The Dolce Vita Lifestyle

Raeleen Mautner, Ph.D.

Whenever I am in Italy, I can’t help but notice how the days seem long and full; and how time seems to dawdle, instead of racing by. Technically the 24- hour-day formula is a non-negotiable, but I have discovered, that if we make a few subtle modifications to our lifestyle, “Life is long if you know how to use it”. These words are from the writings of Seneca, the Roman Stoic Philosopher.  

LIVE IMMEDIATELY. Seneca, in his essay “On the Shortness of Life” mused about how foolish it is to spend one’s days organizing and planning for the future. The focus should be on interacting consciously with your life now,and not letting yourself become a passive bystander. Seneca also wrote that “putting things off is the biggest waste of life, for it snatches away each day as it comes and denies us the present…” Instead take time each day to do something you love to do or have been wanting to do. Spending your time worrying about the future or feeling regretful about the past is an unnecessarily harsh self-punishment. 

REFLECT ON MEANING.  We should take time to pause and reflect periodically, in order to mindfully “register” each day’s experience and ensure that we are spending our time on what is most important to us.   How often do we fall into the trap of endless daily “to-do” lists, running around robotically completing the mundane tasks of living? Granted, there are routines we must follow for survival (e.g., grocery shopping, etc.). However, such activities should not become the reason for our existence. We need meaning. Seneca believed that “living is the least important activity of the preoccupied man, and those who run around preoccupied find life to be very short”.

 MAKE A LIFE PLAN SO YOU CAN LIVE ON PURPOSE. Try keeping a journal in which you write out (and continue to modify as needed) your “Life Plan”. Often the goals we set for ourselves end up looking more like a disjointed collage than the interlocking parts of puzzle, which when completed makes total sense. When I was a psychology professor, one of the exercises I would give my students was called a “Lifeline”. It went something like this: You draw a horizontal timeline that represents your life, putting an X at the date where you are now. To the left of the X mark each major experience/event, and the approximate year that it occurred up to the present (X) (E.g.; got a new sibling, unforgettable grade school teacher, first date, marriage etc.), then to the right, continue to put X’s to represent your future goals. Your goals should be aligned with your passions, values, and talent, no matter what your present age. Of course, you don’t have to follow that template, but you get the idea.  The concept is to think about the important aspects of your life– short, mid, and long range.  That will better guide each day and help you to live more fully. It is never too late to enrich and savor each precious moment of your life.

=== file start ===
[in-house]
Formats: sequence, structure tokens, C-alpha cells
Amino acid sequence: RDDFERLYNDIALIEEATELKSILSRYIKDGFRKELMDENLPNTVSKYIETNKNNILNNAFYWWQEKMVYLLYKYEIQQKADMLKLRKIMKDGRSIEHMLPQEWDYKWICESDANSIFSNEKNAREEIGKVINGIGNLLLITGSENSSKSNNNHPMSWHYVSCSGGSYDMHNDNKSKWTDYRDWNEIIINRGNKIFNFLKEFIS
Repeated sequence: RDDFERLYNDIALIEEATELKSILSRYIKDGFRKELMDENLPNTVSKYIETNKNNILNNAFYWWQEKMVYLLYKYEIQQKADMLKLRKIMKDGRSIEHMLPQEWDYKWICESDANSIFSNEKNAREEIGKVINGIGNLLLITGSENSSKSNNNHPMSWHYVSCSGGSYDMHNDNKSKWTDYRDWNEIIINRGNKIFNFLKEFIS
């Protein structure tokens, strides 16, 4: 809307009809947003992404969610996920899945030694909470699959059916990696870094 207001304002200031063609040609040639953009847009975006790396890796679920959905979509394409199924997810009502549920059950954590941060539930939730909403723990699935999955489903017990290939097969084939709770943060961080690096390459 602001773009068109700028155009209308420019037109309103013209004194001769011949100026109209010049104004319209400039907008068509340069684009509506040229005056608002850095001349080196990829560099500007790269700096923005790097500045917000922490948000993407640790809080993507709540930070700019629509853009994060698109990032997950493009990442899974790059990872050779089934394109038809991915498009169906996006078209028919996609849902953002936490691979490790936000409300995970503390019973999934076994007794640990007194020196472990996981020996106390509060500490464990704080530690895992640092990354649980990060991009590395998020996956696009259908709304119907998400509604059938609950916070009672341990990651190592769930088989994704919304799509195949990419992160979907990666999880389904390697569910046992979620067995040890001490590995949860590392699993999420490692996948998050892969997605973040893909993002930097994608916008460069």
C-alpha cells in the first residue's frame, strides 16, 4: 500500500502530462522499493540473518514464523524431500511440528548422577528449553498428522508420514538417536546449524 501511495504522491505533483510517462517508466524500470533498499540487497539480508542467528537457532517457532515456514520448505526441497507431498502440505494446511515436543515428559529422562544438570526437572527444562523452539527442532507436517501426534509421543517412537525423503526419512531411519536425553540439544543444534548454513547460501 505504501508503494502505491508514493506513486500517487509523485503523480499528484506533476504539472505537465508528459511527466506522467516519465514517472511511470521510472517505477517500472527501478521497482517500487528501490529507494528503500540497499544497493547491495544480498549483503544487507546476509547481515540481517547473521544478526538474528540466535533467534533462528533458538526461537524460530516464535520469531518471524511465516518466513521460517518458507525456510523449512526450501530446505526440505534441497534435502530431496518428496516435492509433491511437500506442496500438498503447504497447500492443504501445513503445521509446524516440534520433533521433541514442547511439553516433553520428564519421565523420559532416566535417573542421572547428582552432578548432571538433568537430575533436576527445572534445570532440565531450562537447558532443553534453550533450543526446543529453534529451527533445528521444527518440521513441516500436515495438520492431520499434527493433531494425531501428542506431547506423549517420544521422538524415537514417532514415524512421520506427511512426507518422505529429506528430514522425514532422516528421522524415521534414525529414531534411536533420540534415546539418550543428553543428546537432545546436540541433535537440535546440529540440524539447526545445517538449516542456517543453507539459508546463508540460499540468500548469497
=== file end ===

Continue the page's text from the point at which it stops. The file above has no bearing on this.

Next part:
In ancient times people looked to the life and words of philosophers to serve as examples on how to live well. Their writings can still provide a guideline for living a quality life, in areas of friendship, emotions, physical health, finances, love, and spirituality.  Examine your life as it is now, and how you would like it to be in these fundamental areas; then set out to close the gap. This will bring a greater awareness to each day; a necessary element for using your life well and experiencing the satisfaction of a “long life”. 

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BONUS: Want to know what a singer (and everyone else) can learn from “Ol’ Blue Eyes”? Check out my article for l’Idea Magazine HERE

Raeleen D’Agostino Mautner, Ph.D. is a columnist for L’Idea Magazine, and Author of “Living la Dolce Vita”, which sold 22,000 copies and published in several languages.

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